Country music takes charge. Yee-haw! The genre is catching up and everyone wants to ride along.

Giddy Up, Jolene : Country music has undergone a facelift and is now attracting people from all walks of life.

Polish your boots, get out your plaid flannel shirt from the back of your closet, and dust off your Stetson - we're off to a country music festival.

But this isn't Texas or Tennessee, rather, the faded UK seaside resort of Blackpool, which is hosting the 2021 British Country Music from September 3-5 and visitors from all the country and way beyond are expected to attend, reported DW.

The typically American music genre is celebrating a global revival, with events all around Europe - even in Germany - giving it a new lease on life. This is, of course, pre-Covid. But with the gradual lifting of restrictions, country fans around the globe are excited to get back on the horse.

''The thing about country music that speaks to people is songwriting,'' Milly Olykan, VP of International Relations & Development at the Country Music Association [CMA] in Nashville, Tennessee, told DW.

''People have realized that country music isn't about geography,'' says Baylen Leonard, a country music broadcaster based in London. ''It's about storytelling and emotion.''

'The perfect storm'

But what has led to the explosive revival of country well beyond the US? '' It was almost like a perfect storm. It started back in the day when we had Taylor Swift, who never presented herself - especially in Europe - as a country artist. But she clearly was country artist. So she wanted to cross over.

And Kacey Musgraves also attracted people to country soon thereafter,'' Olykan explains.

''Then the TV show Nashville came out with all its stories and drama and intrigue, and that actually really opened people's minds to young people making making country music - as opposed to it being only older artists like Kenny Rogers. That kind of opened the door.''

The rise of streaming services in the early 2010s also made the genre more accessible, according to Baylen Leonard : ''You don't have to go to the country section of a record store anymore. You'll be listening to something on a streaming platform and then an algorithm will suggest something else you might like.''

In the US, country is now even the second fastest growing genre of music according to TIME magazine.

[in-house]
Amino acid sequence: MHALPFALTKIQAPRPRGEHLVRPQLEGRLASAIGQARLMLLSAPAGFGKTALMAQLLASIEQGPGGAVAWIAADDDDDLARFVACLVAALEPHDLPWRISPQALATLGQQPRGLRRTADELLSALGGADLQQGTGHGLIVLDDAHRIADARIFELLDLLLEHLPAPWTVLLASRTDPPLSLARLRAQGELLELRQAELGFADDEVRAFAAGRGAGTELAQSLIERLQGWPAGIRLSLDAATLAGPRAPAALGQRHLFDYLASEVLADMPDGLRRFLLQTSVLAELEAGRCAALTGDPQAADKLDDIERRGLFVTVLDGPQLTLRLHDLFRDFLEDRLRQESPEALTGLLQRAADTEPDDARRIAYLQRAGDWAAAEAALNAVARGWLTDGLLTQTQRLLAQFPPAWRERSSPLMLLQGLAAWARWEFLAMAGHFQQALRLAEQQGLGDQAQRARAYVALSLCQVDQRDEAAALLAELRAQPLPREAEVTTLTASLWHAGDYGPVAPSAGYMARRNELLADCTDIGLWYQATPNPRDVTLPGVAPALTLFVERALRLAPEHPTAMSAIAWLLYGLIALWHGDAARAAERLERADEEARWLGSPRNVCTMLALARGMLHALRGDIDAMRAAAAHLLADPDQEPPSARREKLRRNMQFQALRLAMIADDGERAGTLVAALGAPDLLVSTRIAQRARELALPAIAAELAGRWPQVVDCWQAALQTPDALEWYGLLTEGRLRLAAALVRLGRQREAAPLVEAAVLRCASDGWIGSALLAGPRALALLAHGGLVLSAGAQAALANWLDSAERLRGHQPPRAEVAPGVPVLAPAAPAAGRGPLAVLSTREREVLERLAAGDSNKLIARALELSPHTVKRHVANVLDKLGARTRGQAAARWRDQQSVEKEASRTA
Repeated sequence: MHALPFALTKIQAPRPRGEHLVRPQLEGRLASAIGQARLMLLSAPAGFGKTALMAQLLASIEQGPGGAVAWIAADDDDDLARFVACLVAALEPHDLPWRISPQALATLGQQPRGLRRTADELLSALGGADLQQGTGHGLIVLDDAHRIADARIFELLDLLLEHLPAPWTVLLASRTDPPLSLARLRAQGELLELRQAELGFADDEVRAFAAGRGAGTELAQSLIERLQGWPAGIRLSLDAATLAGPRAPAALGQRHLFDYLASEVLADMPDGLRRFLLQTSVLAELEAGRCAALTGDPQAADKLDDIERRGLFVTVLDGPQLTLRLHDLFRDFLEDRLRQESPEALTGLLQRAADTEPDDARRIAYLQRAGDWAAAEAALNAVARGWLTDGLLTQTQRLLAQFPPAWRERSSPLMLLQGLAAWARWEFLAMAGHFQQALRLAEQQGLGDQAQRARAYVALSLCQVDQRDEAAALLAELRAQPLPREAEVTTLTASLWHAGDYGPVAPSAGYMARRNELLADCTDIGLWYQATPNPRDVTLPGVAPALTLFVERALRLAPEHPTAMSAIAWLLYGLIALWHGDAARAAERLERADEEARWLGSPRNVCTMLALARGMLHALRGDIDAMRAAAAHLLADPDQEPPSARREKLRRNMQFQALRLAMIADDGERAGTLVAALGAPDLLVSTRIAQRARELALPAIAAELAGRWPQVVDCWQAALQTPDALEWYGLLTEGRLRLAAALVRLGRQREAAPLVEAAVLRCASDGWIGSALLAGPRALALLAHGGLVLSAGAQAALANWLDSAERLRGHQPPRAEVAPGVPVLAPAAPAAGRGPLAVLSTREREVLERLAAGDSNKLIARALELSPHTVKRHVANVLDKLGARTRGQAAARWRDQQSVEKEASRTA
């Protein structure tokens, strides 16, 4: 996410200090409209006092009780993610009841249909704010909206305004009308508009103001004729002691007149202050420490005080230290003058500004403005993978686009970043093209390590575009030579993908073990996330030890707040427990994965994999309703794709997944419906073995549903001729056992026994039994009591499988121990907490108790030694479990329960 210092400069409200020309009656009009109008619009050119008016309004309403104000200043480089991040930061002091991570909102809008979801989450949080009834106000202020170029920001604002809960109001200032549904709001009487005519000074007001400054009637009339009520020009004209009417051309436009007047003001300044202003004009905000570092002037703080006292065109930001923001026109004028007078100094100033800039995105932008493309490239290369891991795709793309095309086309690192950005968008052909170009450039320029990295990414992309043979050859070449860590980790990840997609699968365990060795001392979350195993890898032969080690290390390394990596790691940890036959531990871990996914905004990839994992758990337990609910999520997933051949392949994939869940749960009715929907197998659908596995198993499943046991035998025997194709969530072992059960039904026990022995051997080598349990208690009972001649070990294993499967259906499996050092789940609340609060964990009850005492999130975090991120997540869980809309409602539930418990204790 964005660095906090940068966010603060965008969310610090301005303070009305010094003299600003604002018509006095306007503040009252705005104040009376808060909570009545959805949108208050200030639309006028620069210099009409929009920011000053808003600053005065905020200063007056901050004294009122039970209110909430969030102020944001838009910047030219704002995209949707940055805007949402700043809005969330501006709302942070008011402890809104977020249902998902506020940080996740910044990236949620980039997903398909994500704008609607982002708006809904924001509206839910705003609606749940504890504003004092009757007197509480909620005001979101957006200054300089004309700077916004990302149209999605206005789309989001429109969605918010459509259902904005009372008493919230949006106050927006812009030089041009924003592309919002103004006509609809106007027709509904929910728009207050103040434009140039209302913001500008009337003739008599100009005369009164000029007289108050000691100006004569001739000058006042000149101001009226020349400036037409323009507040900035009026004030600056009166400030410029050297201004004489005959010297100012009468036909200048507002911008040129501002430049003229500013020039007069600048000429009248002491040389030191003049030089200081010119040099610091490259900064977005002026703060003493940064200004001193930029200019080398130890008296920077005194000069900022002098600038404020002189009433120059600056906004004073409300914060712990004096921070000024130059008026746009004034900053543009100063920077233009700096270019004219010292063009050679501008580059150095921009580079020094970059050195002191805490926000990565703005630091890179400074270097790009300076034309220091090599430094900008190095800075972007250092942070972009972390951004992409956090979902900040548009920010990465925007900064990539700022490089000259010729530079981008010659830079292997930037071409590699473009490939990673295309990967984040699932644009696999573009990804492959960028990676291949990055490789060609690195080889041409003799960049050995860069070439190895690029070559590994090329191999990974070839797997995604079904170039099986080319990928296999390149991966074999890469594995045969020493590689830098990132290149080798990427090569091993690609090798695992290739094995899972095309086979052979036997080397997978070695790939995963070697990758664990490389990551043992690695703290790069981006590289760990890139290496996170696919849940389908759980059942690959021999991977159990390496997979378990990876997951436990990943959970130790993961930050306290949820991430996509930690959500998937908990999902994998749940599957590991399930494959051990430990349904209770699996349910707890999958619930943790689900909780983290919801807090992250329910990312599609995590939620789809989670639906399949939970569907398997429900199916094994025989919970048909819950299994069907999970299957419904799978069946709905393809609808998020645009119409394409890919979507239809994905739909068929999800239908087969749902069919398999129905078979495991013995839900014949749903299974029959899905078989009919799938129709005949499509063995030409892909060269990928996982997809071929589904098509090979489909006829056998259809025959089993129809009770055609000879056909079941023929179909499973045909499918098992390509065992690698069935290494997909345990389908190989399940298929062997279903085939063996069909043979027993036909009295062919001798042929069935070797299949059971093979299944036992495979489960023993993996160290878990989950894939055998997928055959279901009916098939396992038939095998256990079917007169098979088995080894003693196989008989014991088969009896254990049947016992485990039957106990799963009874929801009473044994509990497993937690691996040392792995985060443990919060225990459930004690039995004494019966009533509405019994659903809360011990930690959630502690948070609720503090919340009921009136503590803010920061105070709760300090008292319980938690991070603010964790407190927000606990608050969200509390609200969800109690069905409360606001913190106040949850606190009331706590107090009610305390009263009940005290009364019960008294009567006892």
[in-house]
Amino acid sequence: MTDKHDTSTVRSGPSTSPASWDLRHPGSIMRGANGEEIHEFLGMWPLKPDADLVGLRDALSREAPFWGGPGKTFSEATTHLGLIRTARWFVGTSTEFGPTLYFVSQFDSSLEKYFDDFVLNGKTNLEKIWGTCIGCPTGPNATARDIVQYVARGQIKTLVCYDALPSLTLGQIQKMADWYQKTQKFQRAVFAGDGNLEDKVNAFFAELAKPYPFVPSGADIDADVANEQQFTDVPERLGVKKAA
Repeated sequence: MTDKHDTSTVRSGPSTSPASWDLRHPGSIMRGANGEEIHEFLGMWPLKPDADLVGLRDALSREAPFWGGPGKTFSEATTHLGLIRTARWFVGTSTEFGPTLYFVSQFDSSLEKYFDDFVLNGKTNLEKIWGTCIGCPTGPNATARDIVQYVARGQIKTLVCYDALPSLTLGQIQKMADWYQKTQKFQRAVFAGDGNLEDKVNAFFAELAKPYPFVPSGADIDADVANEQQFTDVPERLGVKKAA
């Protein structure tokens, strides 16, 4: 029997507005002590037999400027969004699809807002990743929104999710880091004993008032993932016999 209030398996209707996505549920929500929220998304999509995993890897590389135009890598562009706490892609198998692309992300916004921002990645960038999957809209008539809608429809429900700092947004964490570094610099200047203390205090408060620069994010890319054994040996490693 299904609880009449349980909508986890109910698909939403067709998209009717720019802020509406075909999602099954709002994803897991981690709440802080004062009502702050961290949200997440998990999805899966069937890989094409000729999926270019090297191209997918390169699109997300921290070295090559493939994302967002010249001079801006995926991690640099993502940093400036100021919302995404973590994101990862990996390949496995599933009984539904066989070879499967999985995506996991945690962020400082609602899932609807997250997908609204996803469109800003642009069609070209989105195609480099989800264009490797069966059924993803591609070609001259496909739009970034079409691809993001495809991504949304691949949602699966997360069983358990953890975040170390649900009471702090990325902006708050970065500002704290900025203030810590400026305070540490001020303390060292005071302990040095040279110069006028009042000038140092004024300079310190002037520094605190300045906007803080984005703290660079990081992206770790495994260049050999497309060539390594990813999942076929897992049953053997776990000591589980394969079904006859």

No pandemic blues

The numbers behind the stellar rise of country in the UK and then in the rest of Europe are impressive according to the British Phonographic Industry [BPI], which is the official charts company in the UK, the genre witnessed a growth factor of 19% in the second quarter of 2021 compared to the same time in 2020. And the year before, country even grew by 47%.

''TikTok has also been a great tool for discovery of new country artists, especially during the pandemic., like Priscilla Block and Callista Clark,'' says Milly Olykan. ''Some artists got major record deals because of TikTok,'' adds Baylen Leonard.

With all these modern developments, the country genre clearly is no longer all about your ''achy breaky heart'' -to quote a trope from the 1990s - but rather tackless relatable issues, not just in terms of lyrics but also in terms of sound :

Milly Olykan welcomes the fact that there are more and more country performers who ''enter the pop space and more pop artists [who] enter the country space. And I think that will be mutually beneficial. I would love to see more or such cross-genre work. Especially internationally.''

Radical Honesty

But even older country legends are celebrating revival in their own right. While back in the day, country music was treated much like Thanksgiving dinner - i.e. you don't speak about religion and politics - the new country age appears to have embraced diversity as a key message at its heart.

'' One of the most common misconceptions about country music is that it is all about a truck and a dog, and holding on to your gun. Another one is that country music is white, and that it is conservative and close-minded,'' says Baylen Leonard.

''Look, I'm not saying that music doesn't have a diversity issue,'' Leonard adds, '' but there are more Black artists and movements within country music that are challenging all those conceptions. Plus, the roots of country music are Black anyway. The banjo is an African instrument.

Forever Jolene

There's perhaps none other than Dolly Parton to prove that the country is moving with the times. Half a century ago already, she boldly sang about the fate of jilted women and teenage pregnancy, trying to inject a stuffy musical genre with some of the subversive energy of the Women's Lib movement.

Today, the mother of country music no longer needs to hide her messages under her impressive wigs [ although she still continues to don them with great style].

''Dolly Parton is not only a global icon. She's also a local hero in Tennessee. She is absolutely authentic to who she is. She is exactly who you think she's going to be. She's not an act.

She loves all God's children,'' Baylen Leonard told DW shortly after interviewing Parton on air.

The World Students Society thanks author News Desk, The Express Tribune.


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